Late 19th-Century Russian Imperial Schemes and Habsburg-Potish Cartographic Borrowings in Galicia

in Mapping Europe's Borderlands

Published by University of Chicago Press

Published in print May 2012 | ISBN: 9780226744254
Published online March 2013 | e-ISBN: 9780226744278 | DOI:
Late 19th-Century Russian Imperial Schemes and Habsburg-Potish Cartographic Borrowings in Galicia

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This chapter examines Russian geographic visions of a historical, linguistic, and confessional order—rossiiskii and russkii—in terms of the ethnoschematized models that were borrowed, standardized, and conjoined to borderland priorities. Minority languages in Imperial Russia were subjected to ad hoc control and both “Rossification” and “Russification” measures in different provinces on an inconsistent case-by-case basis, particularly in the wake of the 1863–64 Polish uprising. While Russian geographic visions stressed a colonial manifest destiny eastward into “Asiatic” Siberia, Central Asia, and the Far East, Polish geographers insisted on their own vision of an eastern frontier, emphasizing Polish politics, culture, religion, and the desideratum of assimilation to modern Poland. As the tsars' de-Polonizing reforms favored a Russophone peasantry, the early modern legacy of borderlands in Ukraine and the Grand Duchy of Lithuania was appropriated into all-Russian civil discourse that variably used rossiiskii and russkii after 1863, asserting the primacy of Russian language and high culture, especially in the education of “Polish” Slavic populations. In the nine provinces constituting Poland, Lithuania, Ukraine, and Belarus, the collision of historical, territorial, and ethnographic claims by empires and nations was expressed by way of national intellectual borrowing and by states through their institutional practices.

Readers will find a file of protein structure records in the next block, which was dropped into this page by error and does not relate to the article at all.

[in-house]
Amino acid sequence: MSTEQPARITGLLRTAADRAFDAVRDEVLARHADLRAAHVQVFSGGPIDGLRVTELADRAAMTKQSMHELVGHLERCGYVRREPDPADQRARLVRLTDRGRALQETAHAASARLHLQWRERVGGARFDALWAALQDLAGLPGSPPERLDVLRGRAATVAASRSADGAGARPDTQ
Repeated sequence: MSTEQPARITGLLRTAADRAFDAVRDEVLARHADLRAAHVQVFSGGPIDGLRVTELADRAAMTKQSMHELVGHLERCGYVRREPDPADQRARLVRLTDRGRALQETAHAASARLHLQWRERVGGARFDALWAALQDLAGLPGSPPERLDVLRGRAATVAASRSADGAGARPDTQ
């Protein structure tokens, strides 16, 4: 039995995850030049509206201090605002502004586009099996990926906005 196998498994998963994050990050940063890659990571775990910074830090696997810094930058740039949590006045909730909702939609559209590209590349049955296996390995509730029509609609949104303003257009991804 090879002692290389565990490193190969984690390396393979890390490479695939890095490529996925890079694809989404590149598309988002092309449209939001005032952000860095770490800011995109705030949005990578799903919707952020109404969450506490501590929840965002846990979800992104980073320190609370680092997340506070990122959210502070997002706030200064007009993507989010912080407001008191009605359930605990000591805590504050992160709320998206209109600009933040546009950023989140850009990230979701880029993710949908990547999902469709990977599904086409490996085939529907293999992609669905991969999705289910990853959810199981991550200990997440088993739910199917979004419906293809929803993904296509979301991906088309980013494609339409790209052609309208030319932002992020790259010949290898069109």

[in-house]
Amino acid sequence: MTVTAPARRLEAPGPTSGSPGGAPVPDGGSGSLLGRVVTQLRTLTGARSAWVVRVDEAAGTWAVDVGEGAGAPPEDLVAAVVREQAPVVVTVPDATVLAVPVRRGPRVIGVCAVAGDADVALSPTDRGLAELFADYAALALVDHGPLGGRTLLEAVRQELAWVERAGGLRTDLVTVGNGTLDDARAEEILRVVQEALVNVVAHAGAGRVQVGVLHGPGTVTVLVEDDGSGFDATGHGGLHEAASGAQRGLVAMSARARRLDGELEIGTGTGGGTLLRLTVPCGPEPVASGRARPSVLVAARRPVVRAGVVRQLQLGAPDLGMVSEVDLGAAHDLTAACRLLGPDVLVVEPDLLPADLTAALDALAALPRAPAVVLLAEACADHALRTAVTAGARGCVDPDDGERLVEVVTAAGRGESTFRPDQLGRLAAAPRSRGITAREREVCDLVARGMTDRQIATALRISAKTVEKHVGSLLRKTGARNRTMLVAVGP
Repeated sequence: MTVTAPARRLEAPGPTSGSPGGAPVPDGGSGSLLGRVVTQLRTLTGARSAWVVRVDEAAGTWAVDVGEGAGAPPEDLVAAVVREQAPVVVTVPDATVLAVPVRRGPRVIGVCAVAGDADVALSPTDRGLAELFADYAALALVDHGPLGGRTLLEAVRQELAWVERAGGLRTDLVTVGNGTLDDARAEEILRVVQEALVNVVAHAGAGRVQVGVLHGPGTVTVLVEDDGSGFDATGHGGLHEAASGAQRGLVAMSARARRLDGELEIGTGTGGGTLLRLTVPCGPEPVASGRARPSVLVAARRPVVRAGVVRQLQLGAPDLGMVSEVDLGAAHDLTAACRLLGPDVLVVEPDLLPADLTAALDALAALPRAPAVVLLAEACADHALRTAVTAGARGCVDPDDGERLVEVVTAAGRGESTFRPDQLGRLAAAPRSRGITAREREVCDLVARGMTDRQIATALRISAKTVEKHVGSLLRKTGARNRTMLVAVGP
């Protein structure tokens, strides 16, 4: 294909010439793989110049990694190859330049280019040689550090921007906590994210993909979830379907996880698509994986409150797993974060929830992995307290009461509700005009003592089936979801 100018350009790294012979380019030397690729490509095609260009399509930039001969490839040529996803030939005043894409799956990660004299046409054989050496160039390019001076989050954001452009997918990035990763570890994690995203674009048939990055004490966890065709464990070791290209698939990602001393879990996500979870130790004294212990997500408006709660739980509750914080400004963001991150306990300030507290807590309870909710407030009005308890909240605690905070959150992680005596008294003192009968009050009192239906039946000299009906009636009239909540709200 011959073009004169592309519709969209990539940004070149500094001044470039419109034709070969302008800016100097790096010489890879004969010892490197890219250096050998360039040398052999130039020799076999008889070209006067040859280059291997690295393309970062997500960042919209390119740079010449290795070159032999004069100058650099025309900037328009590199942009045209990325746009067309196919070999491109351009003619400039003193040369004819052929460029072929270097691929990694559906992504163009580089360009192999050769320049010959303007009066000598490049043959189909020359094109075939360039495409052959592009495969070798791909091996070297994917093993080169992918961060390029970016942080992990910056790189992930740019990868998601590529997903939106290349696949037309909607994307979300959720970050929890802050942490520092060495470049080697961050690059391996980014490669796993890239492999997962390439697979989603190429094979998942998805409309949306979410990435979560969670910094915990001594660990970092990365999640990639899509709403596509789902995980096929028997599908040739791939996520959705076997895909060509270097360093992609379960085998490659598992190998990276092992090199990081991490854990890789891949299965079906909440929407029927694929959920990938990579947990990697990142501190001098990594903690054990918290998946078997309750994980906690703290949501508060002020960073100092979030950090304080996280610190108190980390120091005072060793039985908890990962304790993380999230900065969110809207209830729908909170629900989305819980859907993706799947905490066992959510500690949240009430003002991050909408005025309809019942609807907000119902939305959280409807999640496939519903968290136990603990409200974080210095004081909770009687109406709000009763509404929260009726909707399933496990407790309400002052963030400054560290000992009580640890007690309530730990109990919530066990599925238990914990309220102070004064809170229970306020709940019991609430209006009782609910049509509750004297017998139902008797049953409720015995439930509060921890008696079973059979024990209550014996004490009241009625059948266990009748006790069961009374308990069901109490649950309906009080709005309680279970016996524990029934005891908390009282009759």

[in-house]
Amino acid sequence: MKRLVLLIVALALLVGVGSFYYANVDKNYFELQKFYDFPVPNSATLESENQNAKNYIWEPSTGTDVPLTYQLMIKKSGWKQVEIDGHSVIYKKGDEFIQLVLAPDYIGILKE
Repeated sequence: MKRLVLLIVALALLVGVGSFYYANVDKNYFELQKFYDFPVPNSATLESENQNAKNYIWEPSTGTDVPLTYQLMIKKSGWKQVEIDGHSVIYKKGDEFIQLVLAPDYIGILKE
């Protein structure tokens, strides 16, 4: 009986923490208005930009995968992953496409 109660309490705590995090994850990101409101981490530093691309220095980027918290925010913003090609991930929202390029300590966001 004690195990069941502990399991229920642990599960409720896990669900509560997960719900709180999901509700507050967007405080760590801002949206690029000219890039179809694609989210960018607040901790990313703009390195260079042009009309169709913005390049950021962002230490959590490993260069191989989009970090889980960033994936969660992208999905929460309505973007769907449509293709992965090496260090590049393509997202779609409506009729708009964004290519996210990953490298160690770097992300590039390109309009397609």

Keywords: imperial Russia; rossiiskii; russkii; cartography; minority languages; Poland; borderlands; Russian language; intellectual borrowing

Chapter.  8323 words.  Illustrated.

Subjects: Medieval and Renaissance History (500 to 1500)

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